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- StudyBlue
- Washington
- Western Washington University
- Finance
- Finance 341
- Kahnamoui
- finfinal.xlsx

Joseph C.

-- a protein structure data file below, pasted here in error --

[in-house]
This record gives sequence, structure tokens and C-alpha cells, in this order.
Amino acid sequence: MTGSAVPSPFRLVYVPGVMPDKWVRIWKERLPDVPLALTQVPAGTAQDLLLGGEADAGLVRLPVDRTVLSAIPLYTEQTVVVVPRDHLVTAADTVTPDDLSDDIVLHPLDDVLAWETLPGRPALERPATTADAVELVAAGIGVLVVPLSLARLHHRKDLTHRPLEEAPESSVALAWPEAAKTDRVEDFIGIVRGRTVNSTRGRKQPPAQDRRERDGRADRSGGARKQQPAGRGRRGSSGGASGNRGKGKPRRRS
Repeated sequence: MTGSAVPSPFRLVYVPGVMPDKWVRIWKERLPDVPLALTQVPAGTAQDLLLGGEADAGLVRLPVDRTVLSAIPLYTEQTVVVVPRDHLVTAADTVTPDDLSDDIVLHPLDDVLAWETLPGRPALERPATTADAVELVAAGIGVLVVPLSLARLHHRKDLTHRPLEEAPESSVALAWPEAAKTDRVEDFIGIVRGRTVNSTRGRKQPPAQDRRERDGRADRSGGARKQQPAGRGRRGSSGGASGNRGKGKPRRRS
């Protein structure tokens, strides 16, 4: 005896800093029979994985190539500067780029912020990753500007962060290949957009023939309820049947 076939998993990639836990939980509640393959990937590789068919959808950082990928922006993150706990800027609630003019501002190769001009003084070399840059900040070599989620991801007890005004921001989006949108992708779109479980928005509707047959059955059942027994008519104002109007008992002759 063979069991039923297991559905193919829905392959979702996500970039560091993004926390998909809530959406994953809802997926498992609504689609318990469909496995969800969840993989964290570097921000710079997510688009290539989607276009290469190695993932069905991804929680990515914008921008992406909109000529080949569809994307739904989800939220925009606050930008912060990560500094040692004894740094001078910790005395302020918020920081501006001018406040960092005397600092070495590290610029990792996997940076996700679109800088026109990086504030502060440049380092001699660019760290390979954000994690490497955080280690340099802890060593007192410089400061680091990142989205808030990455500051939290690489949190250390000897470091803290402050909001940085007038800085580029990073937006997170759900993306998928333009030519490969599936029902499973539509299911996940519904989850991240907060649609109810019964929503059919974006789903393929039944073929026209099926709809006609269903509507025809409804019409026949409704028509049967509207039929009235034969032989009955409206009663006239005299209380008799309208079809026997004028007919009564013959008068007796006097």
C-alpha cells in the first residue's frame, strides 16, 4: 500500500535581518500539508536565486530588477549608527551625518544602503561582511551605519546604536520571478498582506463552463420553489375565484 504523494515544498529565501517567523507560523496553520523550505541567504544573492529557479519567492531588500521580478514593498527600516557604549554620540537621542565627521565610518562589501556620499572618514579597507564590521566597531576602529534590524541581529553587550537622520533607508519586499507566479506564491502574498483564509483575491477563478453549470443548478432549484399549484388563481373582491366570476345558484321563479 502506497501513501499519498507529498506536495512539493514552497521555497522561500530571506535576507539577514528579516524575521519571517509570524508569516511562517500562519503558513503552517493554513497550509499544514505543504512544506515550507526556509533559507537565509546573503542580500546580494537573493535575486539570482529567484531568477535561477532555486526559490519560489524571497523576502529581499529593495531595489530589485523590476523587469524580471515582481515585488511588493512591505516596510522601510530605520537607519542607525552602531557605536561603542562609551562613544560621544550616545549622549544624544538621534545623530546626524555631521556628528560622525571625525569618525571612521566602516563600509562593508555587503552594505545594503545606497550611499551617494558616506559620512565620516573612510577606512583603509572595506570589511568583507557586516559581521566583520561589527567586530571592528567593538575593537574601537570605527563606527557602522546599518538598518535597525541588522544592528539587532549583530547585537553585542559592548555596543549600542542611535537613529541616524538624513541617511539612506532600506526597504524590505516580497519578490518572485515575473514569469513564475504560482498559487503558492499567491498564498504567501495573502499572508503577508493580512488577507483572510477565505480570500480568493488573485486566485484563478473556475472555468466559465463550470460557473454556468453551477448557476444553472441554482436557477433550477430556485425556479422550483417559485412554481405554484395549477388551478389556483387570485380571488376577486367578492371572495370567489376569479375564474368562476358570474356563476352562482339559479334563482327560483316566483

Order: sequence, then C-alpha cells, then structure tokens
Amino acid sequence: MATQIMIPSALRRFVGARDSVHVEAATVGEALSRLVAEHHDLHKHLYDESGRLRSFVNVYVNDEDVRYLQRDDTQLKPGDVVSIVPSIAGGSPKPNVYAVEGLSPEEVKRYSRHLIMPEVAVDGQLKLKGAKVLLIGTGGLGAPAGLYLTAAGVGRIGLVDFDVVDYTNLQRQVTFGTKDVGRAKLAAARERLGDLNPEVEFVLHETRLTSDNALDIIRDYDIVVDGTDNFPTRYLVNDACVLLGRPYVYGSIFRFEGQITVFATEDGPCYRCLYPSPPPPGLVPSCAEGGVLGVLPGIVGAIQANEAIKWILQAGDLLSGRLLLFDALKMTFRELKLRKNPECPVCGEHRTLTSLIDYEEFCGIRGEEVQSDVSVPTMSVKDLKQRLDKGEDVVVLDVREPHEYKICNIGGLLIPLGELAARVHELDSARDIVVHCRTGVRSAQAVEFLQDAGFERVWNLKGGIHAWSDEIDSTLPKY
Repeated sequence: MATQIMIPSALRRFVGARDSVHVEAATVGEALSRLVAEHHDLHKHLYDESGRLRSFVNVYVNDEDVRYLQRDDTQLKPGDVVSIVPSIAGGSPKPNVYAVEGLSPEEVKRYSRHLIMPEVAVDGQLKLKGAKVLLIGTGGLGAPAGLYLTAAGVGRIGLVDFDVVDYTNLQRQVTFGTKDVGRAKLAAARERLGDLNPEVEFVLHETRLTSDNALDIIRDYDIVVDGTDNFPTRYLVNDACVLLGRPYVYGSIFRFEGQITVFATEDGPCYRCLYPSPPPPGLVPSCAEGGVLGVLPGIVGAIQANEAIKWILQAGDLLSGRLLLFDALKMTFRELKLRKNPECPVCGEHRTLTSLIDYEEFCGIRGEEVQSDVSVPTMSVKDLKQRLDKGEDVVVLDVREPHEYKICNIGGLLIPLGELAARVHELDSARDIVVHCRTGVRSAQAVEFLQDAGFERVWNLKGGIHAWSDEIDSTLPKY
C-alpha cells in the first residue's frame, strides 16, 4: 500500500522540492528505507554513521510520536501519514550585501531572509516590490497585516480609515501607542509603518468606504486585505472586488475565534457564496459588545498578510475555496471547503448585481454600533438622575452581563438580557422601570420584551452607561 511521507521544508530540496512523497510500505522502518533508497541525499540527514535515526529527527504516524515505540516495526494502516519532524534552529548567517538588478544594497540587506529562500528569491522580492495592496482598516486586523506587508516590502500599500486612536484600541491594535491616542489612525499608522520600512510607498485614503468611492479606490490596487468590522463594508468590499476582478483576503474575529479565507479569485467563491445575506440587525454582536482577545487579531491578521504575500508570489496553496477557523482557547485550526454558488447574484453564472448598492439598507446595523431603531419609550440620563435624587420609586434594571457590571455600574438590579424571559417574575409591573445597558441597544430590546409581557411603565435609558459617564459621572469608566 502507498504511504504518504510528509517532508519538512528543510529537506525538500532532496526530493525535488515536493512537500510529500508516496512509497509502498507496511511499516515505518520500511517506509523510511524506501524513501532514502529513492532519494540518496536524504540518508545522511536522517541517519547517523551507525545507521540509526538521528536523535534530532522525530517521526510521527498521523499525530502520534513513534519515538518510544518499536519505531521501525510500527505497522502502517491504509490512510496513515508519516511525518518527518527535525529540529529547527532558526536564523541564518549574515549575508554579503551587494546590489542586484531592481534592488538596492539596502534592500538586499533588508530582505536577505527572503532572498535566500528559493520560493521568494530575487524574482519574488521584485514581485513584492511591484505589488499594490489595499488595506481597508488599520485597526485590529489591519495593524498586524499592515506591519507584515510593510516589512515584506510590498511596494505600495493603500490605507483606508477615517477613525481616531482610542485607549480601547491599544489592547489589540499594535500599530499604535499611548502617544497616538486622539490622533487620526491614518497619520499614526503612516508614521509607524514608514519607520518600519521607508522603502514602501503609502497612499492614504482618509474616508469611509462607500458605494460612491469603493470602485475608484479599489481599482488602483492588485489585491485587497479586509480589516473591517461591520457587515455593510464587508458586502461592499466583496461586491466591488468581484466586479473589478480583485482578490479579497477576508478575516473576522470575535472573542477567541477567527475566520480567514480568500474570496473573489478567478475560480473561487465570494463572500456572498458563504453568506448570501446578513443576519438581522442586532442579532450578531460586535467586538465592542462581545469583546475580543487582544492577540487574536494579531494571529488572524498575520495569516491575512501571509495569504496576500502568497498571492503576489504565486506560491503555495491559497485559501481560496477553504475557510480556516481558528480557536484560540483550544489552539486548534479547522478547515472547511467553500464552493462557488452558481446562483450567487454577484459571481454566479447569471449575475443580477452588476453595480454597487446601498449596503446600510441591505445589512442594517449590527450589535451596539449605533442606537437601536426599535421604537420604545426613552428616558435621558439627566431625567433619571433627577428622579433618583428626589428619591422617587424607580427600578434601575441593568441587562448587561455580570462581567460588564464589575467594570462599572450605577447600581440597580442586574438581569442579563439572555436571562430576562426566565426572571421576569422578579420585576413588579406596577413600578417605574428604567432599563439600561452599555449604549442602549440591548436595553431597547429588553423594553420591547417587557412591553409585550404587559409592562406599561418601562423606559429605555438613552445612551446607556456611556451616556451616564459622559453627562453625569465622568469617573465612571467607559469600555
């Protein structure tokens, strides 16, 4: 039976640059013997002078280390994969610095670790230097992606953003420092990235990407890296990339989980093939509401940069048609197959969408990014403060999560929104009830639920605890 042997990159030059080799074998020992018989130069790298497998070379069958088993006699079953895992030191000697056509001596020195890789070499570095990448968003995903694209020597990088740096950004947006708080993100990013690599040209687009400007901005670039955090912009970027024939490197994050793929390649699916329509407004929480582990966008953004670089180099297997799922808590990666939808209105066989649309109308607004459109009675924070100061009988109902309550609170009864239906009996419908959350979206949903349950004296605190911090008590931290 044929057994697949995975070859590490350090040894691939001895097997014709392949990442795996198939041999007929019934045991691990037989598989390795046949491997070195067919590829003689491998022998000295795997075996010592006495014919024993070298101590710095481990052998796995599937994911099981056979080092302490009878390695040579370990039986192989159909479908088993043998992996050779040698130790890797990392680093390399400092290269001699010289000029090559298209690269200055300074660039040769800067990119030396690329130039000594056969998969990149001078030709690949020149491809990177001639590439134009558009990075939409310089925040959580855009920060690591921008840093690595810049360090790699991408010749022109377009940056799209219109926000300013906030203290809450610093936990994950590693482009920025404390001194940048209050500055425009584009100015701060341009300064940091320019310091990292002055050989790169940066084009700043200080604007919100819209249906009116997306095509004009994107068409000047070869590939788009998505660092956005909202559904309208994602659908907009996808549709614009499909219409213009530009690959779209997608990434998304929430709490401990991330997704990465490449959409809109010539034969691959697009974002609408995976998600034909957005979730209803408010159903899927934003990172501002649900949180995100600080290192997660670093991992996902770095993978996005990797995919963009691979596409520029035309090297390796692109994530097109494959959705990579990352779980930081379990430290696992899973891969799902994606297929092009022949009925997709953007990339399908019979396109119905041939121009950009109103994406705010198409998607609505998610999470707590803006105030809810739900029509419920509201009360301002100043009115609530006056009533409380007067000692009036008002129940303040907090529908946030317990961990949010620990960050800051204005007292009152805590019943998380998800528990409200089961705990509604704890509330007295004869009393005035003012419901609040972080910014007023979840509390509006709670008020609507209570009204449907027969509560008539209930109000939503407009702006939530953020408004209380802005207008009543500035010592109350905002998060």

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Sheet1 Net Working Capital Current assets - Current liabilities Balance Sheet Analysis 1- Evaluates the liquidity of assets 2- Debt v Equity 3- Value v Cost Balance Sheet Assets=Liabilities+SE Debt v Equity firm borrows money, first claim to firms cash flow to creditors. Equity holders entitled to only residual value, portion left after creditors are paid. Residual value Money left over for equity shareholders after creditors are paid off. Market value Recording assets at current market value Historical value recording assets according to origional cost Product cost costs in creating a good/service=labor, raw material and MOH Period costs not product costs, recorded when incurred, rent, admin salaries. Marginal tax % paid on the next dollar earned Average tax Tax bill / taxable income Operating cash flow EBIT + depreciation - taxes Capital spending spending long term fixed assets= Ending fixed assets - beginning net fixed assets + depreciation = Net capital sepnding NCS Change in NWC Change in current assets and liabilities = End NWC - Beg. NWC = Change in NWC Cash flow from assets Operating CF - NCS - #NWC = Casflow from assets Cash flow to creditors Interest paid - net borrowing Cash flow to stockholders dividends paid - new equity raised Cash flow CF(A)=CF©+CF(S) Non-cash item depreciation Pro Forma Statement A financial plan consists of - forcast balance sheet, income statement, statement of cash flows - based on projected sales % of sales approach Take current balance sheet * % of sales = pro forma balance -- NP, LTD, Equity don't vary directly with sales Non-cash item Cash flow to creditors Which one of the following statements concerning net working capital is correct? 1- Net working capital increases when inventory is purchased with cash. 2- Net working capital must be a positive value. 3- Total assets must increase if net working capital increases. 4- A decrease in the cash balance may or may not decrease net working capital. 5- Net working capital is the amount of cash a firm currently has available for spending. 4. A decrease int eh cash balance may or may not decrease net working capital Depreciation: 1.reduces both taxes and net income. 2.increases the net fixed assets as shown on the balance sheet. 3.reduces both the net fixed assets and the costs of a firm. 4.is a noncash expense which increases the net income 5..decreases net fixed assets, net income, and operating cash flows. 1. Reduces both taxes and net income Which one of the following statements related to an income statement is correct? 1- Interest expense increases the amount of tax due 2- Depreciation does not affect taxes since it is a non-cash expense 3- Net income is distributed to dividends and paid-in surplus 4- Taxes reduce both net income and operating cash flowÂ Â Â Â Â Â Â 5- .Interest expense is included in operating cash flow 4. Taxes reduce both net income and operating cash flow A firm has common stock of $6,200, paid-in surplus of $9,100, total liabilities of $8,400, current assets of $5,900, and fixed assets of $21,200. What is the amount of the shareholders' equity? Shareholders' equity = $5,900 + $21,200 âˆ’ $8,400 = $18,700 (Note: The amount of retained earnings is not provided, so you must use total assets minus total liabilities to derive the correct answer.) Kaylor Equipment Rental paid $75 in dividends and $511 in interest expense. The addition to retained earnings is $418 and net new equity is $500. The tax rate is 35 percent. Sales are $15,900 and depreciation is $680. What are the earnings before interest and taxes? Net income = $75 + $418 = $493 Taxable income = $493/(1 âˆ’ .35) = $758.46 Earnings before interest and taxes = $758.46 + $511 = $1,269.46 Winston Industries had sales of $843,800 and costs of $609,900. The firm paid $38,200 in interest and $18,000 in dividends. It also increased retained earnings by $62,138 for the year. The depreciation was $76,400. What is the average tax rate? Earnings before taxes = $843,800 - $609,900 - $76,400 - $38,200 = $119,300 Net income = $18,000 + $62,138 = $80,138 Taxes = $119,300 - $80,138 = $39,162 Tax rate = $39,162/$119,300 = 32.83 percent According to the Statement of Cash Flows, a decrease in accounts receivable will _____ the cash flow from _____ activities. decrease; operating decrease; financing increase; operating increase; financing increase; investment Increase; operating On a common-base year financial statement, accounts receivables will be expressed relative to which one of the following? current year sales current year total assets base-year sales base-year total assets base-year accounts receivables Base-year accounts receivables An increase in current liabilities will have which one of the following effects, all else held constant? Assume all ratios have positive values. increase in the cash ratio increase in the net working capital to total assets ratio decrease in the quick ratio decrease in the cash coverage ratio increase in the current ratio decrease in the quick ratio Which one of the following statements is correct? 1- If the total debt ratio is greater than .50, then the debt-equity ratio must be less than 1.0. 2- Long-term creditors would prefer the times interest earned ratio be 1.4 rather than 1.5. 3- The debt-equity ratio can be computed as 1 plus the equity multiplier.Â Â Â Â 4- An equity multiplier of 1.2 means a firm has $1.20 in sales for every $1 in equity.Â Â Â Â Â 5- An increase in the depreciation expense will not affect the cash coverage ratio. 5- An increase int the depreciation expense will not affect the cash coverage ratio Which one of the following will decrease if a firm can decrease its operating costs, all else constant? return on equity return on assets profit margin total asset turnover price-earnings ratio Price earning ratio Al's has a price-earnings ratio of 18.5. Ben's also has a price-earnings ratio of 18.5. Which one of the following statements must be true if Al's has a higher PEG ratio than Ben's? 1- Al's has more net income than Ben's. 2- Ben's is increasing its earnings at a faster rate than the Al's.Â Â Â Â Â Â Â 3- Al's has a higher market value per share than does Ben's. 4- Ben's has a lower market-to-book ratio than Al's. 5- Al's has a higher net income than Ben's. 2- Ben's is increasing its earnings at a faster rate than the AL's Which one of the following characteristics applies to a limited liability company? available only to firms having a single owner limited liability for limited partners only taxed similar to a partnership taxed similar to a C corporation all income generated is totally tax-free Taxed similar to a partnership EFN TA - TL & Owner Equity EFN Sources 1. Notes Payable (short term) 2. LT debt (long term) 3. Common stock and PIC 4. Decrease dividend, which increases Retained Earning Internal rate of growth how much firm can grow assets using RE as only source of financing [ROA*(plowback ratio)] / [1 - ROA * (plowback ratio)] Determinant of growth = PM & TAT Increasing debt equity ratio Dividend policy Finding the rate PMT * PVIFA PVIFA=PV/PMT then reference table for rate OR PVIFA= (1-1/{1+r}^t]/r) Compounding more than once a year PV FV = PV(1+r)^tm If given PV - PV= annuity * PVIFA or Annuity = PV / PVIFA Compounding more than once a year FV FV = Annuity * FVIFA (table 4) or Annuity = FV / FVIFA Annual % rate from EAR APR - based on annual compounding EAR - compounding more than once a year FV = C (1+r/t)^t EAR = (FV - C ) / C EAR from APR EAR = (1+APR/m)^tm - 1 EAR - actual interest rate if compounding is done more than once a year Period rate APR / number of periods (times compounding is done) - 1. What is the APR if the monthly rate is .5%? 2. What is the APR if the semiannual rate is .5%? 3. What is the APR if the monthly rate is 1%? .5(12) = 6% .5(2) = 1% 1(12) = 12% Amortization lender may require borrower to repay parts of loan over period of time interest each period plus fixed amount Beg Bal. - Totl. Payment - Int Paid - Princ Paid - End bal. Payment = C * [ 1 - (1/r^t)]/r] C = Payment / X Principle paid = C - int Int = Payment * int Find Rate PV = 1000, T = 2, FV = 1102.6 R = 5% Find FV: Simple interest and Compound Interest PV = 1500, R=5%, T=2 Simple Interest: 1650 Compound Interest: 1653.75 = 1500*1.1025 What else can the future value formula be applied to? Bacteria, Housing, Epidemics and Production You produce 5 million pairs of shoes a year, you expect to have 8.38 million with a growth rate of 9% per year. How long will this take? 6 years Your grandfather invested $1,000 in a savings account 40 years ago, if he now has $7,000 in his saving account approximately how much is the annual interest rate on this account?Â 5% Rule of 72 how long will it take to double at a 4% interest rate? 72/4= 18 yearss you need $2500 in 3 years and the bank gives 8% annually. How much do you need to deposit today? 2500*.7938 = 1984.5 You have a little child that you want to send to college in 16 years. You need 200,000. and you deposit 50,380. What should the interest rate be? 9% What is the present value of $7500 to be received in 7 years? 3 years? the discount rate is 6% 7 years: 4988.25 3 years: 6927 True or False? At a fixed time period, the higher the interest rate the higher the present value. False: The lower the interest rate, the higher the present value. or the higher the interest rate, the lower the present value You need 23,000 in 5 years, the interest is 7%. How much do you invest today?Â 23,000*0.7130=16,339 you look at an investment that will pay 15,000 in with an interest of 7% and you invest 6,225 today. How many years will it take?Â 6,225/15,000=.4150 13 years You have $10,000 to invest for five years. Â— How much additional interest will you earn if the investment provides a 5% annual return, when compared to a 4% annual return? Â— How long will it take your $10,000 to double in value if it earns 5% annually? Â— What annual rate has been earned if $1,000 grows into $4,000 in 20 years? 1. 12763-12167=596 2. 72/5=14.4 years 2. 4,000/1,000 = 4 Â Â ~7.5% Future value of unequal payments 1 - $1000 - 5yrs - 6% 2 - 500 3 - 700 $1000*1.06^(.5) + 500*1.06^(4)+ 700*1.06^(3) =2803 Present Value unequal payments 4-800 - int 12% - 3-600 2-400 1-200 =1432.93 800/1.12^(4) + 600/1.12^(3).... Future valueÂ - Annuities series of equal payments at regular intervals Beg. of period - annuity due End of period - ordinary annuity Table 4 - rate and time period C*table Rule of 72 Take 72 and divide by interest rate = number of years it takes to double investment Present value annuities PV * table PV=C[1-1/(1+r)^t]/r What is a bond? Coupon interest payment made on a bond in % Face value primciple amount of bond that is paid at end of term Coupon rate annual coupon divided by face value of bond Maturity specified date when principle is repaid Yield to maturity YTM rate required in maket on a bond Value of bond equation Bond value = Coupon * [1 - 1/ (1+r)^r] / r + F / (1+r)^t r=rate per period t=#periods F=bond par value Indenture written agreement between firm and lender detailing terms of debt issue. 1. Basic Terms 2. Total amonut of bonds issued 3. Description of property as security 4. Repayment arrangements 5. Call provisions 6. Details of protective covenants reigstered form form of bond issue which registrar of firm records ownership of each bond. Payments made directly to the owner. bearer form form of bond issue which bond is issued without record of owners name. payment made to current holder of bond debenture an unsecured debt, usually with maturity of 10+ years note unsecured debt with maturity under 10 years sinking fund account managed by bond trustee for early bond redemption call provision agreement giving corporation option to repurchase bond at specified price before maturity call premium amount which call price exceeds par value of bond deferred call provision call provision preventing cmpany from redeeming bond before certain date call protected bond bond during certain period cannot be redeemed by issuer. protective covenant part of indenture limiting certain actions that might be taken agains during term of loan to protect lenders interest. governement bonds Treasury nots, maturity 2-30yrs, federal tax only, municipal bonds zero coupon bonds bond tht pays no coupon and offered at price lower than par value floating rate bond coupon payment is adjustable. income bond coupon payment depend on company income convertible bond can be swapped for fixed amount of shares of stock before maturity put bond allows holder to forec issuer to buy back at stated price Sukuk Islamic law where no charging or paying interest. Instead buying bond and promist repurachse of asset at maturity and paying rent on asset. TRACE Trade report and compliance engine Bid ask spread difference between bid price and asking price clean price price of bond net accrued interest is price that is typically quoted dirty price price of bond including accrued intreest- full price, what buyer actually pays real rates interest rates that are adjusted for inflation nominal rates interest rates not adjusted for inflation Fisher effect relationship between nominal returns and real returns and inflation= 1+ R = (1+r)*(1+h) R-nominal r-real rate term structure of interest rates relationship between nominal interest on default free, pure discount securities and time to maturity (pure time value of money) -long term hogher is upward sloping/downward sloping inflation premium portion of nominal interest rate that represents compensation for expected inflation interest rate risk premium compensation investors demand for bearing interest rate risk treasury yield curve plot of yields on treasury notes relative to maturity default risk premium portion of a nominal interest rate or bond yield that represents compensation for possibility of default taxability premium portion of nominal interest rate the represents compensation for unfacorable tax status liquidity premium portion of nominal that reps compensation for lack of liquidity